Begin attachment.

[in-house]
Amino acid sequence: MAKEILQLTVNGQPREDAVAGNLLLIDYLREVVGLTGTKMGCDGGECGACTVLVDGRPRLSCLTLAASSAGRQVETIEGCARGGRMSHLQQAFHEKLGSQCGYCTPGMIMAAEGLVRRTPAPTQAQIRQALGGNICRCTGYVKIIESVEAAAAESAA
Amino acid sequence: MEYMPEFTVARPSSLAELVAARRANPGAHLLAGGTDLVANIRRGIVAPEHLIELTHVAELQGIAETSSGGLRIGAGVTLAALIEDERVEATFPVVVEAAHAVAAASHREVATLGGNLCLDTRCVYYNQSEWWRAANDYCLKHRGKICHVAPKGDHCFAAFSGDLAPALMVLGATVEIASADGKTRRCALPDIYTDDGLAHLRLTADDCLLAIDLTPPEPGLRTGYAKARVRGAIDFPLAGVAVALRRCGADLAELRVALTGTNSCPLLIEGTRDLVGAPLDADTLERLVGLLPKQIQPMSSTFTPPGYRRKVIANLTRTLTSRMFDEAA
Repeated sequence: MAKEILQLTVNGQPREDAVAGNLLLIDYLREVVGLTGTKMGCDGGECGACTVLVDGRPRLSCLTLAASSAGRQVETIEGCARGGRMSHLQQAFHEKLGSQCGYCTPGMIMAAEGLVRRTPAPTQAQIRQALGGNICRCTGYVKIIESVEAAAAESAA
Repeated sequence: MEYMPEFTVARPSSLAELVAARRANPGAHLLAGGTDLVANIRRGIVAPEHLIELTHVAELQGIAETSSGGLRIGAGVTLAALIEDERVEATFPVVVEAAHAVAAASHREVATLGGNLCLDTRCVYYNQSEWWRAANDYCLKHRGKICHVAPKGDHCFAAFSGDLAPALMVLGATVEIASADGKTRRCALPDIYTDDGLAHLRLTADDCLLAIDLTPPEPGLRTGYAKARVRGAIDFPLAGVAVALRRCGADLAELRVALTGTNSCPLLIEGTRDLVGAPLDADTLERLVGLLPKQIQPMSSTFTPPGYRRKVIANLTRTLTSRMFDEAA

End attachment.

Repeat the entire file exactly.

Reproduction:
[in-house]
Amino acid sequence: MAKEILQLTVNGQPREDAVAGNLLLIDYLREVVGLTGTKMGCDGGECGACTVLVDGRPRLSCLTLAASSAGRQVETIEGCARGGRMSHLQQAFHEKLGSQCGYCTPGMIMAAEGLVRRTPAPTQAQIRQALGGNICRCTGYVKIIESVEAAAAESAA
Amino acid sequence: MEYMPEFTVARPSSLAELVAARRANPGAHLLAGGTDLVANIRRGIVAPEHLIELTHVAELQGIAETSSGGLRIGAGVTLAALIEDERVEATFPVVVEAAHAVAAASHREVATLGGNLCLDTRCVYYNQSEWWRAANDYCLKHRGKICHVAPKGDHCFAAFSGDLAPALMVLGATVEIASADGKTRRCALPDIYTDDGLAHLRLTADDCLLAIDLTPPEPGLRTGYAKARVRGAIDFPLAGVAVALRRCGADLAELRVALTGTNSCPLLIEGTRDLVGAPLDADTLERLVGLLPKQIQPMSSTFTPPGYRRKVIANLTRTLTSRMFDEAA
Repeated sequence: MAKEILQLTVNGQPREDAVAGNLLLIDYLREVVGLTGTKMGCDGGECGACTVLVDGRPRLSCLTLAASSAGRQVETIEGCARGGRMSHLQQAFHEKLGSQCGYCTPGMIMAAEGLVRRTPAPTQAQIRQALGGNICRCTGYVKIIESVEAAAAESAA
Repeated sequence: MEYMPEFTVARPSSLAELVAARRANPGAHLLAGGTDLVANIRRGIVAPEHLIELTHVAELQGIAETSSGGLRIGAGVTLAALIEDERVEATFPVVVEAAHAVAAASHREVATLGGNLCLDTRCVYYNQSEWWRAANDYCLKHRGKICHVAPKGDHCFAAFSGDLAPALMVLGATVEIASADGKTRRCALPDIYTDDGLAHLRLTADDCLLAIDLTPPEPGLRTGYAKARVRGAIDFPLAGVAVALRRCGADLAELRVALTGTNSCPLLIEGTRDLVGAPLDADTLERLVGLLPKQIQPMSSTFTPPGYRRKVIANLTRTLTSRMFDEAA